Almost all of the In-House Laboratory Independent Research (ILIR) projects involve basic research related to other work conducted at various U.S. Army Research, Development, and Engineering Centers (RDECs) and the Army Research Laboratory (ARL). Enhanced interactions with researchers in these organizations would help accelerate progress on ILIR projects and provide important sources of relevant knowledge, equipment, and software to Army ILIR researchers.
Recommendation 1: The RDECs should explore ways to create greater interactions with one another and with the Army Research Laboratory to enhance their projects.
Conducting basic research activities in an otherwise applied research environment can be very challenging because of a different philosophy and methodology with which such activities are executed. Attendance at national scientific meetings is essential for researchers to experience and assess the state of the art in their disciplines and expand scientific relationships. Building relations beyond the local universities to engage researchers across the United States can bring in additional expertise, potential experimental validation, and theoretical modeling as well as cross-pollination of ideas. For example, many of the projects increasingly employ advanced computational science, including multiscale materials simulations, deep learning algorithms, and multi-agent optimization, for which external expertise would be impactful and when expertise developed via ILIR projects could help others. It appeared that many of the best ILIR projects created synergies with and benefitted from external scientific input, while some of the projects that were less successful appeared to lack such helpful inputs and consequently made less progress.
Recommendation 2: The RDECs should facilitate evaluation and dissemination of ILIR through enhanced engagement with the broader scientific community, including increased presentation at relevant conferences and publication in peer-reviewed journals.
It is important for the Army to have high-caliber researchers who can bring critical and up-to-date thinking to technical challenges that are unique to the Army. One characteristic of such researchers is a demonstrated understanding of the current state of the art, especially when starting a new project, evaluating the novelty of a research result, or documenting a project for publication. State of the art in this sense includes what information is available from the open literature, what relevant tools are available for use in research, and what referable data sets are available for comparative purposes. Many of the high-quality ILIR projects demonstrated such an understanding. Projects that have encountered difficulties often suffered from missing some crucial understanding that has been documented in the literature.
Recommendation 3: The RDECs should ensure that the principal investigators of ILIR projects demonstrate an understanding of the state of the art in the project’s field at the project’s inception and at appropriate project reviews.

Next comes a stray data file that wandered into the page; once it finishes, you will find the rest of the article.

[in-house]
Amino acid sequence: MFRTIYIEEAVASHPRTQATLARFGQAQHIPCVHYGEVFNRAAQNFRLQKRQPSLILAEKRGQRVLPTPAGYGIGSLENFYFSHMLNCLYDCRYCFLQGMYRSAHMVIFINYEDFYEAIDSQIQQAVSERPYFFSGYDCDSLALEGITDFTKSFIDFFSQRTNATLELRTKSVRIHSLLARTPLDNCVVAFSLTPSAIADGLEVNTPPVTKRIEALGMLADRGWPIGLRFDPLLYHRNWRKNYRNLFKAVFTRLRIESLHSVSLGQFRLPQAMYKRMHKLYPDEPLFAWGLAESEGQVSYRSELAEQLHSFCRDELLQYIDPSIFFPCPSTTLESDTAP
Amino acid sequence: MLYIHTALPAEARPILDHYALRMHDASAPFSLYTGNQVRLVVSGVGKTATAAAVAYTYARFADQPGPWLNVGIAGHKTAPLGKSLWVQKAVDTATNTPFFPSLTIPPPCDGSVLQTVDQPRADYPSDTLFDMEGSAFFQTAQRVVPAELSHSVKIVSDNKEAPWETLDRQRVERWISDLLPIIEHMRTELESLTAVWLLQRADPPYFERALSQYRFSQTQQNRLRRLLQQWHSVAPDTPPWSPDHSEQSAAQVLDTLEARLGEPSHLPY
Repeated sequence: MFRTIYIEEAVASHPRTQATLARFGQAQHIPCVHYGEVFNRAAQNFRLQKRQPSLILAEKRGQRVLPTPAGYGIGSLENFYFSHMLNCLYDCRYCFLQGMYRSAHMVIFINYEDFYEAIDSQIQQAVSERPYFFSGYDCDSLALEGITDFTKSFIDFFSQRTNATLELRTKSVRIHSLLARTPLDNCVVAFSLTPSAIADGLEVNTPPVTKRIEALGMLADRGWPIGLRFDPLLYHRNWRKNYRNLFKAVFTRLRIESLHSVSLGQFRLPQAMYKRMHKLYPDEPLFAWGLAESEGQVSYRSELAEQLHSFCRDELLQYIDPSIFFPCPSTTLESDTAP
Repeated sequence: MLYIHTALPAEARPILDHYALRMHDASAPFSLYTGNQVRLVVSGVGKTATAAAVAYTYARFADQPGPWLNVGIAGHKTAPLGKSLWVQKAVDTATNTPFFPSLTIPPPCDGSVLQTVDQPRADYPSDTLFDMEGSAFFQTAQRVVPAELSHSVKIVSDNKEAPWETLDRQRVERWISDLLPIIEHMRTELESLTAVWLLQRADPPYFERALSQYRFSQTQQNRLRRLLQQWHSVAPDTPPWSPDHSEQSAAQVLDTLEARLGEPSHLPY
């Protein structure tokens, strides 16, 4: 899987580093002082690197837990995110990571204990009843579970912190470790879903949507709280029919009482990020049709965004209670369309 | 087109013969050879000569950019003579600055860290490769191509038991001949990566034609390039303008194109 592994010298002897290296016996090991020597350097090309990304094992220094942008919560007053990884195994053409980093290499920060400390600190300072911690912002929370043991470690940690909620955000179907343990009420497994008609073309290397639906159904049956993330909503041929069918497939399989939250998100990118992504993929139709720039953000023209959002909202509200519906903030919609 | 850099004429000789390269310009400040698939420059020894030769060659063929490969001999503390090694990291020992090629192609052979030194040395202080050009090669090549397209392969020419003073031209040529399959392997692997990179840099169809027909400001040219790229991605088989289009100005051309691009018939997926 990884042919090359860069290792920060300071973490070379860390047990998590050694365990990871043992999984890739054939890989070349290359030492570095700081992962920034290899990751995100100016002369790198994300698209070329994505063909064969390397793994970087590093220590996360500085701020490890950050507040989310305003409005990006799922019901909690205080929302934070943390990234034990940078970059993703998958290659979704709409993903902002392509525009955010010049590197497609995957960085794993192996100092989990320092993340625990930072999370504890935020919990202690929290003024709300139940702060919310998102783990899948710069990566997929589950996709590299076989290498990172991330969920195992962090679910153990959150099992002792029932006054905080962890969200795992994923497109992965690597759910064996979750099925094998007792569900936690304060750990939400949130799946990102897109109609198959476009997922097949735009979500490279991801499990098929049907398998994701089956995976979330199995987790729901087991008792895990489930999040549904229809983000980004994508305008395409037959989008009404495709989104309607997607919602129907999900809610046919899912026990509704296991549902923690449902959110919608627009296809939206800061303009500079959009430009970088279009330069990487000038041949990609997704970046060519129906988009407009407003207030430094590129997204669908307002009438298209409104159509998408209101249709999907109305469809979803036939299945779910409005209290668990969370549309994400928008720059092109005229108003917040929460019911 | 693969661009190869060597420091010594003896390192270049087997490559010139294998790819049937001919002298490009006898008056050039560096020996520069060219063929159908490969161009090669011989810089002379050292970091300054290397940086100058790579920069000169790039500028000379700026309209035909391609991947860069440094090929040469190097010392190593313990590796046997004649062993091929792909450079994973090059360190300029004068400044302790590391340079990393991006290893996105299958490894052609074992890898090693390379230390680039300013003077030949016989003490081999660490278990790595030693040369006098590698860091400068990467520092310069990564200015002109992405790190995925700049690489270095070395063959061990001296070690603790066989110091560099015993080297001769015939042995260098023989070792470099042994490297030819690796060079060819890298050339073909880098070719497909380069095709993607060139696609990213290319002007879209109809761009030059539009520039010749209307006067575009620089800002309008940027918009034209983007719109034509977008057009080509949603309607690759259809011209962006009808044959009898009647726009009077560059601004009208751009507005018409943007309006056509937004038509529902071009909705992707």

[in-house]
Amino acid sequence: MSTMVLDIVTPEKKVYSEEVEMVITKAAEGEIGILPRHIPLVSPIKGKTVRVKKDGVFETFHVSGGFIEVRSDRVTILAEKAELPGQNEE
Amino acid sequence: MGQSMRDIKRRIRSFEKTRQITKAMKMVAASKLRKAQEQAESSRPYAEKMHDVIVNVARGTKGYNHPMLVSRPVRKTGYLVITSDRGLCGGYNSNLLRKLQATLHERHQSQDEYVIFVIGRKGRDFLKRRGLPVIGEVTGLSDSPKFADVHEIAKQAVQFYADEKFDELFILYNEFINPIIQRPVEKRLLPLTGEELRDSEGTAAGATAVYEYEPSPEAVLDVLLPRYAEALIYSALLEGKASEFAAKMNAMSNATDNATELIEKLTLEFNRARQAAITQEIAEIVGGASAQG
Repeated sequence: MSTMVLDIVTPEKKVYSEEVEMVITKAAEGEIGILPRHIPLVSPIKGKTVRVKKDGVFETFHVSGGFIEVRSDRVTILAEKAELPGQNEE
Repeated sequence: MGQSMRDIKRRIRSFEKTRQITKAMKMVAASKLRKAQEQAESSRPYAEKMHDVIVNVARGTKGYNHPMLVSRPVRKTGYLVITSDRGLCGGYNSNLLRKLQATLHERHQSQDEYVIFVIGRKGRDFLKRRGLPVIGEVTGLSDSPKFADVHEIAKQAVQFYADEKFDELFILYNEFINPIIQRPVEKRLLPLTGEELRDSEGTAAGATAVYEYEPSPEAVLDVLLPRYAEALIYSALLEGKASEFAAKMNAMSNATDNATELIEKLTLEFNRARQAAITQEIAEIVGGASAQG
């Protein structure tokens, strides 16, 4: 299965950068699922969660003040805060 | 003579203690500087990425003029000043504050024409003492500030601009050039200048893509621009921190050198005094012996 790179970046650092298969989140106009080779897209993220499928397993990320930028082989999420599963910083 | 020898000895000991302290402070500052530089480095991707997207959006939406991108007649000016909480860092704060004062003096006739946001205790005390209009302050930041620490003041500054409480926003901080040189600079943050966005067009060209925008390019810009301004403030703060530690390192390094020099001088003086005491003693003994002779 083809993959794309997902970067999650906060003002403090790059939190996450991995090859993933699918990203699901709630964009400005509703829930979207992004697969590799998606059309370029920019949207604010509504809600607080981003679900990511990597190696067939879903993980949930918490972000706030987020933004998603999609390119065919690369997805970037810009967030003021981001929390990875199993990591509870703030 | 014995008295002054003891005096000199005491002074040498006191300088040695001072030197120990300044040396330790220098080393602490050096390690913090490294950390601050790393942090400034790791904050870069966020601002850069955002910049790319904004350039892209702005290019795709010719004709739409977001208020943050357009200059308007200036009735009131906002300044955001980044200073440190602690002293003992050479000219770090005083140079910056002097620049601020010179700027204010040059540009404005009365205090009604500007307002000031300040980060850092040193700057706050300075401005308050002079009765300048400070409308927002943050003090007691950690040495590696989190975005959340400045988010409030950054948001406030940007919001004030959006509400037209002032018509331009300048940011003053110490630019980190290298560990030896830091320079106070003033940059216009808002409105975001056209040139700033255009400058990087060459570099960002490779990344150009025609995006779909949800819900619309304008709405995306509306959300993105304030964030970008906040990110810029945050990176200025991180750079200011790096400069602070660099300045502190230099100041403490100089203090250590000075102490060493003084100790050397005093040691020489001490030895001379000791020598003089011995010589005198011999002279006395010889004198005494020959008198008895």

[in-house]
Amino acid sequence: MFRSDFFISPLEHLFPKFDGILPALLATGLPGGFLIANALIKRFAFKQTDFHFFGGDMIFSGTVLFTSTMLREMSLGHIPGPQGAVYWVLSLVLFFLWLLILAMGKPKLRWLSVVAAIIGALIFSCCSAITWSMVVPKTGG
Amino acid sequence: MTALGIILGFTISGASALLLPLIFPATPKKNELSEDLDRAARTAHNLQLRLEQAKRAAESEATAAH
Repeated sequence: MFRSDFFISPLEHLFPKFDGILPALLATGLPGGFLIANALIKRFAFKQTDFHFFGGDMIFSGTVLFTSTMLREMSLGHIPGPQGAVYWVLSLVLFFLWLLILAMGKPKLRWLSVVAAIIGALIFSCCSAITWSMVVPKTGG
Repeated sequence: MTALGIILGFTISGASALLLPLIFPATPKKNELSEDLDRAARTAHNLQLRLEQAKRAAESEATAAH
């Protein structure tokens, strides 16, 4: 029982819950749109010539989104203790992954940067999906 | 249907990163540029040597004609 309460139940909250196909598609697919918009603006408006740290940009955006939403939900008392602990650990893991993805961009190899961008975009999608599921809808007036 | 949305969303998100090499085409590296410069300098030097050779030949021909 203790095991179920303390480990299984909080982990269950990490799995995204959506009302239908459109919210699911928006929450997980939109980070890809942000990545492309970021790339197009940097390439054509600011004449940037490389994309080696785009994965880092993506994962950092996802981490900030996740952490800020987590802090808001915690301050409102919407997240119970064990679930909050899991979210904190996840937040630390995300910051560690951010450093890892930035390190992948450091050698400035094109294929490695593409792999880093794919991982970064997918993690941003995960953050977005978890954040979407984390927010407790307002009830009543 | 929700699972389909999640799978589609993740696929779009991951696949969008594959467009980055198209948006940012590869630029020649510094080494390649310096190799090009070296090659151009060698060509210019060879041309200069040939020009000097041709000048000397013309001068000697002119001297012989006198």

Some metrics facilitate internal evaluation of Army-specific research projects, and others represent scientific progress in general; the latter are external, usually quantitative, measures of success acknowledged by the broader research community. Metrics can be qualitative or quantitative. Metrics may include such questions as the following:
- What are the objectives achieved by a project as compared with a measure of feasibility, which requires consideration of available resources and strategic or mission goals?
- Do the reported results address the stated hypotheses?
- Did the research uncover significant or high-impact findings?
- Are the findings unexpected?
- Are the findings beyond the scope of the original hypotheses?
- Are the results breakthroughs or innovations?
- Are the results broad or niche-specific?
- Is the quality of the technical work consistent with the project’s stated objectives and research standards of practice?
- Is the number of refereed publications, conference presentations, and patents appropriate?
- Were unforeseen obstacles overcome?
- Did the project meet schedule and level-of-effort targets?
Such metrics influence management decisions necessary to facilitate efficient conduct of overall ILIR activity at the RDECs. Metrics reflect to a significant degree issues of efficient research management, including setting strategic scope, planning and securing future funding, training staff, and evaluating staff progress in reaching goals by rational critical paths within consistent evaluation criteria. There is sometimes a competition for limited resources that drives the directions of research to meet niche Army needs without sacrificing broader scientific justification.